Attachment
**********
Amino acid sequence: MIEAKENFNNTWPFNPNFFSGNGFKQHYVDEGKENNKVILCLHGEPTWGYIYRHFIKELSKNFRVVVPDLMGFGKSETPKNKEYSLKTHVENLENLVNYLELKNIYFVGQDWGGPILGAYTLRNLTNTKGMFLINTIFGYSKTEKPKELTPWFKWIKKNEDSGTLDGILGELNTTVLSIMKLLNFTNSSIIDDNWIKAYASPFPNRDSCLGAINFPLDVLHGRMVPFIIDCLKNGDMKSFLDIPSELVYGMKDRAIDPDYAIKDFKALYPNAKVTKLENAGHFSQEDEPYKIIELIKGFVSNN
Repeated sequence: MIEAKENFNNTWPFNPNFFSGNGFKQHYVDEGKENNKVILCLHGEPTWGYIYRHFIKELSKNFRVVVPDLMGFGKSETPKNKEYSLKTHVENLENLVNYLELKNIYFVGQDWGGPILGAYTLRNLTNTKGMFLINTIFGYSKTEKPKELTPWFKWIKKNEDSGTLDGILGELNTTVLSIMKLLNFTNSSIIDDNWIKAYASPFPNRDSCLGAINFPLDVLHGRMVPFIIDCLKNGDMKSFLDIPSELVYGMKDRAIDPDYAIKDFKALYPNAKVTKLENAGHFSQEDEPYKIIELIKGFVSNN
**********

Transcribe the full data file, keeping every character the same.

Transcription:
Amino acid sequence: MIEAKENFNNTWPFNPNFFSGNGFKQHYVDEGKENNKVILCLHGEPTWGYIYRHFIKELSKNFRVVVPDLMGFGKSETPKNKEYSLKTHVENLENLVNYLELKNIYFVGQDWGGPILGAYTLRNLTNTKGMFLINTIFGYSKTEKPKELTPWFKWIKKNEDSGTLDGILGELNTTVLSIMKLLNFTNSSIIDDNWIKAYASPFPNRDSCLGAINFPLDVLHGRMVPFIIDCLKNGDMKSFLDIPSELVYGMKDRAIDPDYAIKDFKALYPNAKVTKLENAGHFSQEDEPYKIIELIKGFVSNN
Repeated sequence: MIEAKENFNNTWPFNPNFFSGNGFKQHYVDEGKENNKVILCLHGEPTWGYIYRHFIKELSKNFRVVVPDLMGFGKSETPKNKEYSLKTHVENLENLVNYLELKNIYFVGQDWGGPILGAYTLRNLTNTKGMFLINTIFGYSKTEKPKELTPWFKWIKKNEDSGTLDGILGELNTTVLSIMKLLNFTNSSIIDDNWIKAYASPFPNRDSCLGAINFPLDVLHGRMVPFIIDCLKNGDMKSFLDIPSELVYGMKDRAIDPDYAIKDFKALYPNAKVTKLENAGHFSQEDEPYKIIELIKGFVSNN